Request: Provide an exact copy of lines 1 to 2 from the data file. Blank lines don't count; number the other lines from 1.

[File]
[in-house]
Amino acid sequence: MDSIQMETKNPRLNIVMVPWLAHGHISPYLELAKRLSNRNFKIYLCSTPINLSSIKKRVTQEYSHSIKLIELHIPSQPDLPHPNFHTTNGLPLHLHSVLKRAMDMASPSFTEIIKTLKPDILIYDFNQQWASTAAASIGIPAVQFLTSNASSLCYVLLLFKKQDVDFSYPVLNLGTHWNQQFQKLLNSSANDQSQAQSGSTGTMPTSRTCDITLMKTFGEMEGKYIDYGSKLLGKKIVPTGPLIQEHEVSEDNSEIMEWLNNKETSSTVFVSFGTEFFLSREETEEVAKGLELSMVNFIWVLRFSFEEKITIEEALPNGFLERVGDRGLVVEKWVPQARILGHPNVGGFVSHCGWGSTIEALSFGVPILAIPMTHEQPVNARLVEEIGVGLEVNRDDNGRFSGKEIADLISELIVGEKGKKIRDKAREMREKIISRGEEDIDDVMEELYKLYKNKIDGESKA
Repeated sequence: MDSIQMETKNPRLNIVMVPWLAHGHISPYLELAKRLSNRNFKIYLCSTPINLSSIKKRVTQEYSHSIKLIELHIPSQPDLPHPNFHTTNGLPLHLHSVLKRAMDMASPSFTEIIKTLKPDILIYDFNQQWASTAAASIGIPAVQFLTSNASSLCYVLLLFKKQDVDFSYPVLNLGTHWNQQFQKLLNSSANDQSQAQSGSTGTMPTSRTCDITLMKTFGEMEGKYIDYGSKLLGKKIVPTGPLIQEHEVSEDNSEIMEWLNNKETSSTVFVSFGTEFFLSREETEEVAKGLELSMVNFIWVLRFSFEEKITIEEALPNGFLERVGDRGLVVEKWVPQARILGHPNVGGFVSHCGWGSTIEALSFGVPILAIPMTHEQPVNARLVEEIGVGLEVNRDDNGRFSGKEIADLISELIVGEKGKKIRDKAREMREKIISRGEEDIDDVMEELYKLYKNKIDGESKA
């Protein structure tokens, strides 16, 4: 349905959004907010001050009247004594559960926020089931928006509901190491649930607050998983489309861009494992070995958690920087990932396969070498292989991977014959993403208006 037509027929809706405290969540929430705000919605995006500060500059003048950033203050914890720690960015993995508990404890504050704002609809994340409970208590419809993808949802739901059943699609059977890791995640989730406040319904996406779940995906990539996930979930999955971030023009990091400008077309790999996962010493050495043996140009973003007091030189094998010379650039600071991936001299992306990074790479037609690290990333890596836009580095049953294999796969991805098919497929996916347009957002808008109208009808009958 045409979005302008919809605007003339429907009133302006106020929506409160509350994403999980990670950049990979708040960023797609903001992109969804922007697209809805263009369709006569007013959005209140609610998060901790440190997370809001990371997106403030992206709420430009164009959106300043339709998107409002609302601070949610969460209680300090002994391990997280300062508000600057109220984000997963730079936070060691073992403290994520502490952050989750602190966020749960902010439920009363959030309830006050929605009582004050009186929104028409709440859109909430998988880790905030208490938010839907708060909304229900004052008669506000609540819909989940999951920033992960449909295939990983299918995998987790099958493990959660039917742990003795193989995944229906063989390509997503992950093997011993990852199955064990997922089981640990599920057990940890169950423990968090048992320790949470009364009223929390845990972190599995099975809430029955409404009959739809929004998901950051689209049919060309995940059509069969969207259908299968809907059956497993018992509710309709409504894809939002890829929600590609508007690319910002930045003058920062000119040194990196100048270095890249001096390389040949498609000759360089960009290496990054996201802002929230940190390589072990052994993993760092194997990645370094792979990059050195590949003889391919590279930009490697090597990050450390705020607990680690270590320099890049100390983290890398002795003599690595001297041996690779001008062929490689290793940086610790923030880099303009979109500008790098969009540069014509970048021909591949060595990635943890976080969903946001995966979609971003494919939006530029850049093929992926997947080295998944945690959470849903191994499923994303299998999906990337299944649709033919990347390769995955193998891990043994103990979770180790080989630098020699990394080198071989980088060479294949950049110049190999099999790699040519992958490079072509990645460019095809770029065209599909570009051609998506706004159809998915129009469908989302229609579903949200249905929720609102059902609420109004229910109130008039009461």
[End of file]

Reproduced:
[in-house]
Amino acid sequence: MDSIQMETKNPRLNIVMVPWLAHGHISPYLELAKRLSNRNFKIYLCSTPINLSSIKKRVTQEYSHSIKLIELHIPSQPDLPHPNFHTTNGLPLHLHSVLKRAMDMASPSFTEIIKTLKPDILIYDFNQQWASTAAASIGIPAVQFLTSNASSLCYVLLLFKKQDVDFSYPVLNLGTHWNQQFQKLLNSSANDQSQAQSGSTGTMPTSRTCDITLMKTFGEMEGKYIDYGSKLLGKKIVPTGPLIQEHEVSEDNSEIMEWLNNKETSSTVFVSFGTEFFLSREETEEVAKGLELSMVNFIWVLRFSFEEKITIEEALPNGFLERVGDRGLVVEKWVPQARILGHPNVGGFVSHCGWGSTIEALSFGVPILAIPMTHEQPVNARLVEEIGVGLEVNRDDNGRFSGKEIADLISELIVGEKGKKIRDKAREMREKIISRGEEDIDDVMEELYKLYKNKIDGESKA